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The ultra-thin line between stopping hateful terrorists and condemning our online privacy



The ultra-thin line between stopping hateful terrorists and condemning our online privacy

Is online privacy destined to be extinguished? That very well may be the future we’re seeing, and it might not be a distant one. Following the sick terrorist attacks in New Zealand livestreamed on Facebook and widely distributed across the internet, many fingers are being pointed to social media, chat rooms, and other online forms of communication as both the incubating mechanism and inciting element of online hate that resulted in a real-world tragedy.

We’re faced with a conundrum: If certain types of speech are considered hateful, and certain types of hateful speech can breed the type of real-world hatred that results in massacres like the one in Christchurch, then how do we decide what is considered acceptable? Perhaps the better question is to ask who will be deciding? Our knee-jerk reaction may be to start tracking down groups of haters who could turn into terrorists, but is it possible and if so, where is the line between conscientious objection and hateful rhetoric?

I often find myself concerned about posting my own beliefs on many subjects. It’s not that I believe my perspectives are hateful, but I’ve seen instances where they’re labeled as hate speech and resulted in people being banned from social networks. I’ve even heard of cases (one in particular just yesterday from a friend after I asked what happened to his right-leaning website) where entire publications were essentially ghosted on social media sites because someone deemed them to be hateful.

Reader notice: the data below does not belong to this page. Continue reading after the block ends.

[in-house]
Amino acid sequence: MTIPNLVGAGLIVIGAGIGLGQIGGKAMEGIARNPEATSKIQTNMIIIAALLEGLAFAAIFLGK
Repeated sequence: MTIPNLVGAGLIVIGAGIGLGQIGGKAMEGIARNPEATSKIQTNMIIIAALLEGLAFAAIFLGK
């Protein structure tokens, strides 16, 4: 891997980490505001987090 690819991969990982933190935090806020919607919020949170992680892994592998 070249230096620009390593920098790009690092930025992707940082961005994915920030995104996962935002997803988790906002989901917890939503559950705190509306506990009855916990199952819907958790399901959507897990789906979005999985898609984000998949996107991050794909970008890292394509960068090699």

All of this brings about a certain degree of caution about what I post, and I’m not sure if it’s really all that healthy. For example, I refrain from posting articles about certain topics like sharia law or transgenderism because in both cases, the aforementioned bans or ghostings have happened. Do I think my perspective that sharia law is antithetical to the Constitution is in any way hateful of Muslims? Not at all. If anything, I wish to free those who are being persecuted because of sharia law, but speaking out against it has gotten people banned. Unfortunately, I’ve kept my perspectives rather muted, fearing repercussions.

Things have been changing lately, though. Our site has been picking up steam from multiple sources, including search engines, news aggregators, and social media sites. The diversity of our traffic sources has empowered my writers to be more direct with our perspectives. As a crowdfunded publication, we have a responsibility to speak the truth. As a news outlet that promotes individual rights and freedoms, we have a very clear understanding of where we draw the line on hate speech. It’s one thing to believe transgender athletes shouldn’t be competing against biological females. It’s another thing to call for action or violence against transgenders. The line is clearly drawn in a situation like that; violence or any bigoted action must never be allowed.

But that still leaves the question open about whether the internet in general and social media in particular is enabling the type of hatred that was demonstrated in New Zealand. An article on USA Today asked the question that definitely deserves an answer in light of these events:

The answer to the question is, “yes.” There can be little doubt that social media sites, chat rooms, and the “dark corners” of the web played a major role in fostering hatred, bringing together like-minded haters, and encouraging real-world actions.

So, the real question is whether or not this should be censored, monitored, or both. It would be easy to take the liberty-minded stance that such censorship or monitoring harms the masses for the sake of an isolated minority, but instead let’s look at the practical implications. Is it even possible to prevent this?

4Chan went through an awakening some time ago when they became more mainstream. Doing so prompted censorship that yielded 8Chan, the new home for those who felt 4Chan had become too restrictive.